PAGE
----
Policy

A Call to Increase Foreign Aid in Budget 2019

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Joint statement to Prime Minister Trudeau following OECD peer review

With efforts to finance the SDGs becoming a top global priority, the OECD-DAC released its Peer Review of Canada’s development co-operation efforts as part of its rotating five-year review of member countries, and the message was clear – Canada is not doing its share when it comes to official development assistance (ODA).

The report echoes what many in the Canadian development sector have been saying for a decade – that Canada’s ODA is the lowest it has been in a generation and that Canada should do more. Currently, our aid level is not only far below the globally agreed target of 0.7 per cent of GNI, but at 0.26 per cent, it is also lower than the average aid levels of OECD donors. The report underlines that the government needs to increase its commitments in order “to add weight to Canada’s global advocacy role.” Furthermore, the report recommends that “Canada should introduce an ambitious target for increasing its share of ODA in gross national income and set out a path to meet the target, in line with the Addis Ababa Action Agenda and the 2030 Agenda for Sustainable Development.”

Despite this failing grade, on September 24th Prime Minister Trudeau will deliver the keynote speech at a special session on financing the 17 Sustainable Development Goals (SDGs) hosted by the UN Secretary-General. Reports suggest that the Prime Minister will use his address to highlight Canada’s commitment to help finance the SDGs by unlocking private sector money.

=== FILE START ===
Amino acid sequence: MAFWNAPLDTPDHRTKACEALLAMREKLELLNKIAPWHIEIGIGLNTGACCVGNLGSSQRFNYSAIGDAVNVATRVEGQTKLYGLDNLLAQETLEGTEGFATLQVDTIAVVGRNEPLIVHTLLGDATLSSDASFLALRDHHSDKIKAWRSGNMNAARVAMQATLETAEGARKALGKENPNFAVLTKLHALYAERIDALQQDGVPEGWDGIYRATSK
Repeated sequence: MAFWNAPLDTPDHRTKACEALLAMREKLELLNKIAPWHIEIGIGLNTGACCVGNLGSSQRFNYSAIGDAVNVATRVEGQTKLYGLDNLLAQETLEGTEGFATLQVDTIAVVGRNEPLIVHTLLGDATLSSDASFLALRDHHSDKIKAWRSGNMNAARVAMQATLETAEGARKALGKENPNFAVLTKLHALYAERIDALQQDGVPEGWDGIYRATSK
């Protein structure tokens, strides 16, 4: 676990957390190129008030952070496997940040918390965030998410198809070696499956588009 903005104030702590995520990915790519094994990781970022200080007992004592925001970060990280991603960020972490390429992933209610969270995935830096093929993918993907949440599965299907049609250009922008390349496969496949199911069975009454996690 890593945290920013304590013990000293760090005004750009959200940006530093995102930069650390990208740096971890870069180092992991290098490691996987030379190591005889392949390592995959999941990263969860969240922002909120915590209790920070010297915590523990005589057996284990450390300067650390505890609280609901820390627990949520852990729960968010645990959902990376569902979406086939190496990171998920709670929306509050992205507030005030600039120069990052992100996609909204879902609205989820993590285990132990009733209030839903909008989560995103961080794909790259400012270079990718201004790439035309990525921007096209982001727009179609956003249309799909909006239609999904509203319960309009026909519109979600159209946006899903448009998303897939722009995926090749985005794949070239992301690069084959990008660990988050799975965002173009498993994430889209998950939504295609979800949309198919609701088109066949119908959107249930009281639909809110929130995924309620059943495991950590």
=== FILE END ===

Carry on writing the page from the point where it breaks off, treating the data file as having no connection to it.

While private sector resourcing is part of the solution – it does not substitute ODA. Canadian aid contributes to lives saved, fuels opportunity, contributes to equality and results in real impact in the least developed countries and in fragile contexts, and is an essential for achieving Canada’s Feminist International Assistance Policy.

Canadian aid contributions directly reflect the values of ordinary Canadians and represent the role our country plays in the world. As an election year approaches, it is important to consider that according to a recent a CanWaCH report 67% of Canadians believe that it is our responsibility to help others around the world, and 64% agree that we have a duty to support the improvement of health, education and economic opportunity for the world’s poorest people. Canada’s current contribution to foreign aid does not reflect the sentiments of Canadian voters.

Canada has historically always supported multilateralism and international cooperation. It is time we match our good intentions with clear action. In the next federal budget, the Government of Canada should commit to a 10-year timetable of predictable annual increases to Official Development Assistance to reach the global benchmark of 0.7% GNI. We must play our part in supporting the world to deliver on the bold ambitions of the 2030 Agenda.

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